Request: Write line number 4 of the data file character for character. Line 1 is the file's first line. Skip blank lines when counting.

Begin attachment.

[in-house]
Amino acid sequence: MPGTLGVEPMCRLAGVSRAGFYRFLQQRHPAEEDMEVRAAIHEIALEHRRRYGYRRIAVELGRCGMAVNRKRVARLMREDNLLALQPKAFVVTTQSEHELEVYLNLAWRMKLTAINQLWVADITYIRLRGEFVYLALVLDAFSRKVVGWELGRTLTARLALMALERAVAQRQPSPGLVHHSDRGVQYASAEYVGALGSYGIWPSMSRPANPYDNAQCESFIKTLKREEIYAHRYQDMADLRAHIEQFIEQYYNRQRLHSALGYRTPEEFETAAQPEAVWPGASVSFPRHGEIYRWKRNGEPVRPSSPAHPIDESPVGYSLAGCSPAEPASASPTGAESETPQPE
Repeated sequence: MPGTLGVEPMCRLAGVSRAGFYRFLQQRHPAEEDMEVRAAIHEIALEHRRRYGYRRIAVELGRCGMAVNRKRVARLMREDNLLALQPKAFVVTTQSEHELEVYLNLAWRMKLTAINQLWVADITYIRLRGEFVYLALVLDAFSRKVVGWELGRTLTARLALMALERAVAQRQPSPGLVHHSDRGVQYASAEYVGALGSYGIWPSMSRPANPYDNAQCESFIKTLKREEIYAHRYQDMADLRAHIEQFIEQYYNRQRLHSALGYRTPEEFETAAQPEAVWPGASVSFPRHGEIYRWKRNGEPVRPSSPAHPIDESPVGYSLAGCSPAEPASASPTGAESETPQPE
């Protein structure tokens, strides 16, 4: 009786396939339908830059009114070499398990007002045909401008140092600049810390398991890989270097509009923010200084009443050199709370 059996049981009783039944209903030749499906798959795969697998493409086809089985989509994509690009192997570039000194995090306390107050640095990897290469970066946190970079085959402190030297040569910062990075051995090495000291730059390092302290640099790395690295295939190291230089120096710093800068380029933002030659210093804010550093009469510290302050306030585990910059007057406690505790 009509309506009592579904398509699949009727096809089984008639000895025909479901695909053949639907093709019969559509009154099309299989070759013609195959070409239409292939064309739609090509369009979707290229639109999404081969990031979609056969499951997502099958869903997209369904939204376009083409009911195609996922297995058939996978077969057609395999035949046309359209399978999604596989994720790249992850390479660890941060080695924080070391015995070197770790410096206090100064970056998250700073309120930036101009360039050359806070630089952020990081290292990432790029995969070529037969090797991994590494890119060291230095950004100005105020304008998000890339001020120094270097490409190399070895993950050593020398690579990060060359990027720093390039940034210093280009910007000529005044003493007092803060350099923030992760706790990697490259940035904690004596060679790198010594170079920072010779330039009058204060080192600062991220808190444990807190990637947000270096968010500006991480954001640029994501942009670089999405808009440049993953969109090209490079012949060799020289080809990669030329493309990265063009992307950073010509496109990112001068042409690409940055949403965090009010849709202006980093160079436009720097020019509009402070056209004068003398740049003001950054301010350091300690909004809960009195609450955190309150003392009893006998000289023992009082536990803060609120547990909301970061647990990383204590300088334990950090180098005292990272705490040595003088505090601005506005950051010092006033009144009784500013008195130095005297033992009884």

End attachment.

């Protein structure tokens, strides 16, 4: 009786396939339908830059009114070499398990007002045909401008140092600049810390398991890989270097509009923010200084009443050199709370 059996049981009783039944209903030749499906798959795969697998493409086809089985989509994509690009192997570039000194995090306390107050640095990897290469970066946190970079085959402190030297040569910062990075051995090495000291730059390092302290640099790395690295295939190291230089120096710093800068380029933002030659210093804010550093009469510290302050306030585990910059007057406690505790 009509309506009592579904398509699949009727096809089984008639000895025909479901695909053949639907093709019969559509009154099309299989070759013609195959070409239409292939064309739609090509369009979707290229639109999404081969990031979609056969499951997502099958869903997209369904939204376009083409009911195609996922297995058939996978077969057609395999035949046309359209399978999604596989994720790249992850390479660890941060080695924080070391015995070197770790410096206090100064970056998250700073309120930036101009360039050359806070630089952020990081290292990432790029995969070529037969090797991994590494890119060291230095950004100005105020304008998000890339001020120094270097490409190399070895993950050593020398690579990060060359990027720093390039940034210093280009910007000529005044003493007092803060350099923030992760706790990697490259940035904690004596060679790198010594170079920072010779330039009058204060080192600062991220808190444990807190990637947000270096968010500006991480954001640029994501942009670089999405808009440049993953969109090209490079012949060799020289080809990669030329493309990265063009992307950073010509496109990112001068042409690409940055949403965090009010849709202006980093160079436009720097020019509009402070056209004068003398740049003001950054301010350091300690909004809960009195609450955190309150003392009893006998000289023992009082536990803060609120547990909301970061647990990383204590300088334990950090180098005292990272705490040595003088505090601005506005950051010092006033009144009784500013008195130095005297033992009884």